In 1993 Larissa Ponomarenko made an unforgettable debut with Boston Ballet as Aurora in The Sleeping Beauty, slipping and hitting the floor moments after her second-act entrance. Then she got up and, for the next 18 years, astonished audiences with her dancing. She’s been one of the most extraordinary artists in Boston Ballet’s nearly 50-year history. Now she’s retiring from the stage and entering a second career as one of the company’s ballet masters.
Born in Ukraine, Ponomarenko graduated from the Vaganova Ballet Academy in St. Petersburg, Russia, and arrived at Boston Ballet with her husband, dancer and now choreographer Viktor Plotnikov, via Mississippi Ballet and Tulsa Ballet. She came as a principal, and from the beginning, it was clear there was nothing she couldn’t do. You’d have expected her Sleeping Beauty and Swan Lake to be sublime, and they were, but she was also hilarious in Cranko’s The Taming of the Shrew; down and dirty in Tharp’s Waterbaby Bagatelles; and the muse for Jorma Elo’s Brake the Eyes and Le Sacre du Printemps.
It’s difficult for her to single out a favorite role. “I always liked ballets that demanded technique and artistry beyond the athletic balances and 32 fouettés,” she says. “Working on and performing roles like Tatiana in Cranko’s Onegin, Marguerite in Val Caniparoli’s Lady of the Camellias, and Madama Butterfly in Stanton Welch’s Madame Butterfly was always very fulfilling.”
But she’s excited about the next stage of her career as a ballet master. As she told Dance Magazine in “Long May They Reign” (Jan. 2010), “I’m pretty good at analyzing why things work in a ballet. I work with a mirror, almost like a sculptor with stone and a chisel, in slow motion, going from pose to pose.” Looking back at her career, she says, “I was fortunate to have extraordinary teachers, mentors, and colleagues who greatly contributed to my personal and professional growth. In the next chapter of my life, I am looking forward to passing on my knowledge and passion, and hopefully inspiring a young generation of artists.” —Jeffrey Gantz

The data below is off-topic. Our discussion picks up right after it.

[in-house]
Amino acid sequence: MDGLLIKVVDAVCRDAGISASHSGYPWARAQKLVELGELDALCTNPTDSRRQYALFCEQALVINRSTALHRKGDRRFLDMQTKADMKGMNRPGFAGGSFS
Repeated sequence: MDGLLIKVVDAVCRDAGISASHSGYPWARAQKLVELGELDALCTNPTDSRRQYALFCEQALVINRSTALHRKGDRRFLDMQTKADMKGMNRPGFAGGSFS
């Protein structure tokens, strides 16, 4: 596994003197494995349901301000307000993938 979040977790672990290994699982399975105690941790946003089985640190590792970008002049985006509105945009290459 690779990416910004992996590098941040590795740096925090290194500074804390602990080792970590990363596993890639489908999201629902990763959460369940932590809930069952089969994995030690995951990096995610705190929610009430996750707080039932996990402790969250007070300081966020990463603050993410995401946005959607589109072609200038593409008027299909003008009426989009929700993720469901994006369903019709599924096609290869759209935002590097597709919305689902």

, who epitomized Stephen Petronio’s muscular, elegant choreography for 10 years, has retired from the company at 33. With her lush movement and striking presence, she delineates the bold lines and explosive moves of Petronio’s choreography. Petronio, she says, “cherishes the dancers’ individuality and not only respects our choices, but is curious about them. He pushes the edges and never takes the easy path, so the challenge kept me hungry all those years. He is a creative genius when it comes to movement invention.”
Of the numerous Petronio works she has danced, she says, “My favorite is The Rite Part, danced to Stravinsky’s Rite of Spring—specifically, the virgin sacrifice solo that closes the piece. It was very challenging physically, and the music is such a masterpiece that the driving force behind it gave me a huge rush.” She has put to good use the training she received at The Juilliard School. After she graduated, she danced with Ballet Hispanico and Cunningham’s Repertory Understudy Group (among others) prior to joining Petronio.
Tirabassi’s plans include moving to Florida to help run the family restaurant, opened by her grandmother and run by her father for 35 years. She hopes to open her own yoga/Pilates studio adjacent to the restaurant (she credits Career Transition For Dancers as a vital resource). In preparation, she has trained in those disciplines as well as Thai yoga massage, restorative yoga, and prenatal fitness. But her magnetic, cool presence will be missed in Petronio’s annual seasons. —Susan Yung
Houston Ballet principal Mireille Hassenboehler and her husband, Robert Patman, welcomed their first child, Theodore “Teddy” Ambrose Patman, on April 29.
Garry Reigenborn (1952–2011)
A veteran dancer with the Lucinda Childs Dance Company and a Cunningham master teacher, Garry Reigenborn died in March. A University of Utah graduate, Reigenborn performed with Andrew deGroat before joining Childs’ company in 1981. He worked with avant-garde theater director Robert Wilson, a frequent collaborator with both deGroat and Childs, on several pieces, including revivals of Einstein on the Beach. In his later years with Childs, he set her work on new company members and served as assistant to the choreographer. In the ’90s, he taught at the Cunningham Studio and abroad, and joined the Bard College faculty in 1998. He performed with Childs as recently as 2000. In 2006, he was diagnosed with early-onset Alzheimer’s disease and relocated from New York to Colorado.
From top: Larissa Ponomarenko in
Swan Lake. Photo by Gene Schiavone, Courtesy BB; Shila Tirabassi. Photo by Sarahâ€ˆSilver, Courtesy Petronio.